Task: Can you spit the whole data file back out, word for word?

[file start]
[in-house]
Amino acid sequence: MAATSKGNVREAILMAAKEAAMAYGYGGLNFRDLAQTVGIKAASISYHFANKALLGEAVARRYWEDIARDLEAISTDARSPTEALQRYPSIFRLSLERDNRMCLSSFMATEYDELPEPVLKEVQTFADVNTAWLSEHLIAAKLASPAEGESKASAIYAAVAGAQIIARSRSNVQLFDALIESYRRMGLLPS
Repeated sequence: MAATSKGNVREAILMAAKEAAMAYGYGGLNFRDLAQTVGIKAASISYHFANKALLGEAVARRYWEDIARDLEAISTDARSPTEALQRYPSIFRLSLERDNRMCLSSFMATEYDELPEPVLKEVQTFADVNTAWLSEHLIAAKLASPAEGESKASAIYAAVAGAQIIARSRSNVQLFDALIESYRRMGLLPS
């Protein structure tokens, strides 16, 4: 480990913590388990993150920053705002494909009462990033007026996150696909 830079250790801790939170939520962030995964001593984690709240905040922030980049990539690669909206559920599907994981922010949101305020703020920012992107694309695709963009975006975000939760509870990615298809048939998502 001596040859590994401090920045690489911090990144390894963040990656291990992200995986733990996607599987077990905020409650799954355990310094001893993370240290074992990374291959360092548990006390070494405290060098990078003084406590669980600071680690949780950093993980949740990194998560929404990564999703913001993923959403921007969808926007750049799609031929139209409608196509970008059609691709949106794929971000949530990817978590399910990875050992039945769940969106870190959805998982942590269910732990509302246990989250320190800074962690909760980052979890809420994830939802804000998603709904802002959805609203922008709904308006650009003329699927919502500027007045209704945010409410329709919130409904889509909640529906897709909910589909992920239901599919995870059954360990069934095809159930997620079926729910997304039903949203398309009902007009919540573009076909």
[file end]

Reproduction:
[in-house]
Amino acid sequence: MAATSKGNVREAILMAAKEAAMAYGYGGLNFRDLAQTVGIKAASISYHFANKALLGEAVARRYWEDIARDLEAISTDARSPTEALQRYPSIFRLSLERDNRMCLSSFMATEYDELPEPVLKEVQTFADVNTAWLSEHLIAAKLASPAEGESKASAIYAAVAGAQIIARSRSNVQLFDALIESYRRMGLLPS
Repeated sequence: MAATSKGNVREAILMAAKEAAMAYGYGGLNFRDLAQTVGIKAASISYHFANKALLGEAVARRYWEDIARDLEAISTDARSPTEALQRYPSIFRLSLERDNRMCLSSFMATEYDELPEPVLKEVQTFADVNTAWLSEHLIAAKLASPAEGESKASAIYAAVAGAQIIARSRSNVQLFDALIESYRRMGLLPS
């Protein structure tokens, strides 16, 4: 480990913590388990993150920053705002494909009462990033007026996150696909 830079250790801790939170939520962030995964001593984690709240905040922030980049990539690669909206559920599907994981922010949101305020703020920012992107694309695709963009975006975000939760509870990615298809048939998502 001596040859590994401090920045690489911090990144390894963040990656291990992200995986733990996607599987077990905020409650799954355990310094001893993370240290074992990374291959360092548990006390070494405290060098990078003084406590669980600071680690949780950093993980949740990194998560929404990564999703913001993923959403921007969808926007750049799609031929139209409608196509970008059609691709949106794929971000949530990817978590399910990875050992039945769940969106870190959805998982942590269910732990509302246990989250320190800074962690909760980052979890809420994830939802804000998603709904802002959805609203922008709904308006650009003329699927919502500027007045209704945010409410329709919130409904889509909640529906897709909910589909992920239901599919995870059954360990069934095809159930997620079926729910997304039903949203398309009902007009919540573009076909």